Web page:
RDS can improve our understanding of HCV epidemiology in PWID and therefore has the potential to make an important contribution to the global elimination strategy for HCV. This robust systematic review included 31 studies and showed that operational procedures varied between studies and were frequently incompletely reported. There were also widespread indications of sensitivity to the methodological assumptions of RDS that, in some studies, prevented the estimation of HCV population prevalence. Future surveys using RDS to explore the epidemiology of HCV within PWID should convey sensitivity to the assumptions by reporting in accordance with the STROBE-RDS checklist and should consider using recent advances in the procedural and analytical methods of RDS.
People who inject drugs
Mohd Hanafiah K, Groeger J, Flaxman AD, Wiersma ST. Global epidemiology of hepatitis C virus infection: new estimates of age-specific antibody to HCV seroprevalence. Hepatology. 2013;57(4):1333–42.
Stanaway JD, Flaxman AD, Naghavi M, Fitzmaurice C, Vos T, Abubakar I, et al. The global burden of viral hepatitis from 1990 to 2013: findings from the Global Burden of Disease Study 2013. Lancet. Elsevier; 2016;388(10049):988–97.
Wiktor SZ, Hutin YJ-F, WHO, Collaborators G 2013 M and C of D, Mahajan R, Xing J, et al. The global burden of viral hepatitis: better estimates to guide hepatitis elimination efforts. Lancet. Elsevier; 2016;388(10049):117–71.
Nelson PK, Mathers BM, Cowie B, Hagan H, Des Jarlais D, Horyniak D, et al. Global epidemiology of hepatitis B and hepatitis C in people who inject drugs: results of systematic reviews. Lancet (London, England). 2011;378(9791):571–83.
Innes H, Goldberg D, Dillon J, Hutchinson SJ. Strategies for the treatment of hepatitis C in an era of interferon-free therapies: what public health outcomes do we value most? Gut. BMJ Publishing Group Ltd and British Society of Gastroenterology; 2015;64(11):1800–9.
Public Health England. Unlinked anonymous monitoring survey of people who inject drugs in contact with specialist services. 2014. Available from: https://www.gov.uk/government/statistics/people-who-inject-drugs-hiv-and-viral-hepatitis-monitoring.
Magnani R, Sabin K, Saidel T, Heckathorn D. Review of sampling hard-to-reach and hidden populations for HIV surveillance. AIDS. 2005;19 Suppl 2:S67–72.
Heckathorn D. Respondent-driven sampling: a new approach to the study of hidden populations. Social problems. 1997;44(2):174–99.
Volz E, Wejnert C, Cameron C, Spiller M, Barash V, Degani I, et al. Respondent-driven sampling analysis tool (RDSAT) version 7.1. Ithaca NY: Cornell Univeristy; 2012.
Handcock MS, Fellows I, Gile K. RDS analyst: software for the analysis of respondent-driven sampling data, version 0.51. 2014.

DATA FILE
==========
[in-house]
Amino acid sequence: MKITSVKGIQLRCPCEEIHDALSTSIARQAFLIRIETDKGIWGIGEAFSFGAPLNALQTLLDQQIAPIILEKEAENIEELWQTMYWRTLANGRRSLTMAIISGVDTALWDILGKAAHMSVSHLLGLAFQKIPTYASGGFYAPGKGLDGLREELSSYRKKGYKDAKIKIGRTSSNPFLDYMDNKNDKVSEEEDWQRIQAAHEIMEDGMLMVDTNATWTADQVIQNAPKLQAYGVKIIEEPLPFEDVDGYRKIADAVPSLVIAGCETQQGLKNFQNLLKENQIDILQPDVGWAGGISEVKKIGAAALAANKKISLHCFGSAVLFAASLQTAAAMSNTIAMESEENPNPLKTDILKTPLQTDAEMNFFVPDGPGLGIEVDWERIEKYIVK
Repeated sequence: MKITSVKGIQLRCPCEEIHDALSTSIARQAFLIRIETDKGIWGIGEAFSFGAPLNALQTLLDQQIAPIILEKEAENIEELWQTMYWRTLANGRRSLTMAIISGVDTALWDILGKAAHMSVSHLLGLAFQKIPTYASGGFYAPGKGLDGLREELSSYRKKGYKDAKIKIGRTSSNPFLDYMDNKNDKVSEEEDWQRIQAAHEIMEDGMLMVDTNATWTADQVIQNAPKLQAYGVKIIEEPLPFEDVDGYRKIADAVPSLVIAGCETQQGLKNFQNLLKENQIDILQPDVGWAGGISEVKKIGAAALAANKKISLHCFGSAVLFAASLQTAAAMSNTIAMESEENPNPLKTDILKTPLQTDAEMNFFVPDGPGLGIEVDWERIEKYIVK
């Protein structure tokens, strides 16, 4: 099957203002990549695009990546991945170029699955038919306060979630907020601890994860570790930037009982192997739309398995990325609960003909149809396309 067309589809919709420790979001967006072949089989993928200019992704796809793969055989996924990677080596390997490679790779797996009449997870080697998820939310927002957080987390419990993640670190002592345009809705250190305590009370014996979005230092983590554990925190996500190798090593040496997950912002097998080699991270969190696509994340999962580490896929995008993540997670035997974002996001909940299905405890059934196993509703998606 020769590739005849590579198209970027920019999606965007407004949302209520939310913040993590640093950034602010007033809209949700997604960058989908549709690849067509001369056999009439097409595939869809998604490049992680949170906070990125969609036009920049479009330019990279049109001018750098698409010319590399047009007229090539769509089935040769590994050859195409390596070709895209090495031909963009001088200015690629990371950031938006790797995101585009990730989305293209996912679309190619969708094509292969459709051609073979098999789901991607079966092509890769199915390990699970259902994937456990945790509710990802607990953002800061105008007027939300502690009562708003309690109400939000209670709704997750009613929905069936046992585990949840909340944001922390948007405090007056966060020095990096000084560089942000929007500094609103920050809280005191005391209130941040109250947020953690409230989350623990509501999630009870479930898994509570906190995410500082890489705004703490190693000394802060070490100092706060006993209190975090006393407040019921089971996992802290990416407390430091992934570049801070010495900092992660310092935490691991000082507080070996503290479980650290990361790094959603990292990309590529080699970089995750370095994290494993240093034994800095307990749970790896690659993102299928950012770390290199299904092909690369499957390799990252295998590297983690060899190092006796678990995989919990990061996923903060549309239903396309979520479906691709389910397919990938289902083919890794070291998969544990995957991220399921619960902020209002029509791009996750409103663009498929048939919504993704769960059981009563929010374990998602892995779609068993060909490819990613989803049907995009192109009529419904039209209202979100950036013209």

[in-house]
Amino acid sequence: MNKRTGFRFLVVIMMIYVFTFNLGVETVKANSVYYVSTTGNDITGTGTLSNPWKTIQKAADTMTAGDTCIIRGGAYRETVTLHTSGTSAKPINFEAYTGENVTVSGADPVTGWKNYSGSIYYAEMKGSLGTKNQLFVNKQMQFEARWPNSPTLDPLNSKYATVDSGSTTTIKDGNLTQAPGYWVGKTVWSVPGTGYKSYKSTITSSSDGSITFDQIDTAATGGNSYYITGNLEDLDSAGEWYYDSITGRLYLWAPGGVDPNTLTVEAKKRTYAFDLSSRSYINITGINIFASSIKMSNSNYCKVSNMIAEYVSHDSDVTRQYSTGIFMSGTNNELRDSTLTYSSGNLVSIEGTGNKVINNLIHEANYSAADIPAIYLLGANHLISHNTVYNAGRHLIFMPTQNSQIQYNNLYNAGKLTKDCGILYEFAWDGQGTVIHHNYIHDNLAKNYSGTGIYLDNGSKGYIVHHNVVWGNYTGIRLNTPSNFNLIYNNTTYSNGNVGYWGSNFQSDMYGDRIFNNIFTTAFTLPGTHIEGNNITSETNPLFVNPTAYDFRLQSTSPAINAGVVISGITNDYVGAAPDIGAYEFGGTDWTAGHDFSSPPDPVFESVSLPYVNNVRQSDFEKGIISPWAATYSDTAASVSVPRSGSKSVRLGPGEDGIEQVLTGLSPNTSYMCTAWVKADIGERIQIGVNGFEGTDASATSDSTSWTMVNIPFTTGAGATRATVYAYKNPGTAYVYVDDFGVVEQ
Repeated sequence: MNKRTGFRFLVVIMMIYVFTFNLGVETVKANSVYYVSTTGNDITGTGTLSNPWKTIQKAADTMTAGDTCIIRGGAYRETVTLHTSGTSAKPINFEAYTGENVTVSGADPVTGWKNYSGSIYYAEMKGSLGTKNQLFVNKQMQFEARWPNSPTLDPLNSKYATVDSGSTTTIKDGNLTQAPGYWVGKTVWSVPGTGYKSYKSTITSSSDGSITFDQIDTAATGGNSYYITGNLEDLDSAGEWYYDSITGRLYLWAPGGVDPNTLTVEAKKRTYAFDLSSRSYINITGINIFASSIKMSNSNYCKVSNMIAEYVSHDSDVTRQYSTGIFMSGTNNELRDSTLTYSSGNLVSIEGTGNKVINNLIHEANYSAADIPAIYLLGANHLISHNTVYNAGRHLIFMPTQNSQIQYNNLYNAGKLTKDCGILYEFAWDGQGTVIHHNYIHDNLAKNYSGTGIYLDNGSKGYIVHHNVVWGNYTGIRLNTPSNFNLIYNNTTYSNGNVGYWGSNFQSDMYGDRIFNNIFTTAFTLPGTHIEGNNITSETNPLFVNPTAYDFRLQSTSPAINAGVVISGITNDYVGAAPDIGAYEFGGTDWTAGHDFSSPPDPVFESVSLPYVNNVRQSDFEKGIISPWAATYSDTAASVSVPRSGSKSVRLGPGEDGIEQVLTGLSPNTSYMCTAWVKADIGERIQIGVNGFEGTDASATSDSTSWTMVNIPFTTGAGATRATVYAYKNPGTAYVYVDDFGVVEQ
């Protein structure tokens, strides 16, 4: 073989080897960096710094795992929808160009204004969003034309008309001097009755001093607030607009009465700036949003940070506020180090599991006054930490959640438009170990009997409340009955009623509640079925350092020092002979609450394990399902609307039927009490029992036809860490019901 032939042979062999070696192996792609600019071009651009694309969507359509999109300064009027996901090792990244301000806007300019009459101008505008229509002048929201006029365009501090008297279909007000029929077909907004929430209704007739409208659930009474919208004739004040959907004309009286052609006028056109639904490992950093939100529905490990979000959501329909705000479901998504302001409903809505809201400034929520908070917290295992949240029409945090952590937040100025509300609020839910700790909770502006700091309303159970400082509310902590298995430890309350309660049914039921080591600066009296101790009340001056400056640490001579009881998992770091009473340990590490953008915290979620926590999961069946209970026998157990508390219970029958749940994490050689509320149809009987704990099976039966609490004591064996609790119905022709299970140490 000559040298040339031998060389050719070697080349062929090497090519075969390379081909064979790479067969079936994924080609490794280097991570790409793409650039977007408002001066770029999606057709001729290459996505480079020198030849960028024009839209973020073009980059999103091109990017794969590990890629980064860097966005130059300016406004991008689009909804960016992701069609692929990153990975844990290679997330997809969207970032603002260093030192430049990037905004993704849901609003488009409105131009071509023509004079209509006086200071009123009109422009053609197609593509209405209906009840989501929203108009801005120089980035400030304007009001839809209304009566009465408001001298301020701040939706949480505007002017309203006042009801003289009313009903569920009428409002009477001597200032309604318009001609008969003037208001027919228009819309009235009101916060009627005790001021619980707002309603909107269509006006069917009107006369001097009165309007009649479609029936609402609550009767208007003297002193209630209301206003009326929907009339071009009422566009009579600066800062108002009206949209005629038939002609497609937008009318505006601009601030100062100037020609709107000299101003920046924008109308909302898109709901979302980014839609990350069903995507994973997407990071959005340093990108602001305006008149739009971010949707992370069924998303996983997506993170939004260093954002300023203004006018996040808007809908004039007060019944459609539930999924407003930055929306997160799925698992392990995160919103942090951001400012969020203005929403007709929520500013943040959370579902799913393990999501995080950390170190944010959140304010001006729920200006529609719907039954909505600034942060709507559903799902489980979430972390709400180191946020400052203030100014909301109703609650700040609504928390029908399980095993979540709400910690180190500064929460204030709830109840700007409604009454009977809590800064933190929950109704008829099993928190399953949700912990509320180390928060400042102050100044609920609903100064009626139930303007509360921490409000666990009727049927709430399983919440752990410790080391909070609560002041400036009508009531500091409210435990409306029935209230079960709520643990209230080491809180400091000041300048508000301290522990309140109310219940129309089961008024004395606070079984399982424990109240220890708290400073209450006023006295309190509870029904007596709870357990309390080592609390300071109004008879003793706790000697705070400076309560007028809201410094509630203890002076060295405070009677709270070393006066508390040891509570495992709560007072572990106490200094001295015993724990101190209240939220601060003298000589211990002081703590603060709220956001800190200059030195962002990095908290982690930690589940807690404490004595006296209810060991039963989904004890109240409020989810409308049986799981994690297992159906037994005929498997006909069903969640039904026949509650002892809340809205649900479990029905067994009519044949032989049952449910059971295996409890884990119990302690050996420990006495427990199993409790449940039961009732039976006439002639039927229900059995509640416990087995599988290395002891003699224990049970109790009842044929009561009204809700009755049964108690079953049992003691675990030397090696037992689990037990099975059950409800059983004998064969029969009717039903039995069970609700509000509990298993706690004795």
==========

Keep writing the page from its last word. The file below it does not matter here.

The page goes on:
Salganik MMJ, Heckathorn DDD. Sampling and estimation in hidden populations using respondent-driven sampling. Sociol Methodol. 2004;34(1):193–239.
Gile KJ, Johnston LG, Salganik MJ. Diagnostics for respondent-driven sampling. J R Stat Soc Ser A (Statistics Soc. Blackwell Publishing Ltd; 2015;178(1):241–69.
Montealegre JR, Johnston LG, Murrill C, Monterroso E. Respondent driven sampling for HIV biological and behavioral surveillance in Latin America and the Caribbean. AIDS Behav. 2013;17(7):2313–40.
Malekinejad M, Johnston LG, Kendall C, Kerr LRFS, Rifkin MR, Rutherford GW. Using respondent-driven sampling methodology for HIV biological and behavioral surveillance in international settings: a systematic review. AIDS Behav. 2008;12(4 Suppl):S105–30.
White R, Hakim A, Salganik M, Spiller M, Johnston L, Kerr L, et al. Strengthening the reporting of observational studies in epidemiology for respondent-driven sampling studies: “STROBE-RDS” statement. J Clin Epidemiol. Elsevier; 2015;68(12):1463–71.
Buchanan R, Coad J, Parkes J, Khakoo S, Grellier L. PROSPERO international prospective register of systematic reviews respondent driven sampling methodology for estimating hepatitis C epidemiology in people who inject drugs: a systematic review. 2015. Available from: http://www.crd.york.ac.uk/PROSPERO/DisplayPDF.php?ID=CRD42015019245.
Moher D, Liberati A, Tetzlaff J, Altman DG. Preferred reporting items for systematic reviews and meta-analyses: the PRISMA statement. PLoS Med. 2009;6(7):e1000097.
Hoofnagle JH. Hepatitis C: The clinical spectrum of disease. Hepatology. Wiley Subscription Services, Inc., A Wiley Company; 1997;26(S3):15S–20S.
Solomon SS, Mehta SH, SriKrishnan AK, McFall AM, Laeyendecker O, Celentano DD, et al. Burden of hepatitis C virus disease and access to hepatitis C virus services in people who inject drugs in India: a cross-sectional study. Lancet Infect Dis. Lancet Publishing Group; 2015;15(1):36–45.
Baumbach JP, Foster LN, Mueller M, Cruz MF, Arbona S, Melville S, et al. Seroprevalence of select bloodborne pathogens and associated risk behaviors among injection drug users in the Paso del Norte region of the United States-Mexico border. Harm Reduct J. 2008;5:33.
Frost SDW, Brouwer KC, Firestone Cruz MA, Ramos R, Ramos ME, Lozada RM, et al. Respondent-driven sampling of injection drug users in two U.S.-Mexico border cities: recruitment dynamics and impact on estimates of HIV and syphilis prevalence. J Urban Health. 2006;83(6 Suppl):i83–97.
Nadol P, O’connor S, Duong H, Le L-VN, Thang PH, Tram TH, et al. Findings from integrated behavioral and biologic survey among males who inject drugs (MWID)—Vietnam, 2009-2010: evidence of the need for an integrated response to HIV, hepatitis B virus, and hepatitis C virus. PLoS One. Public Library of Science; 2015;10(2):e0118304.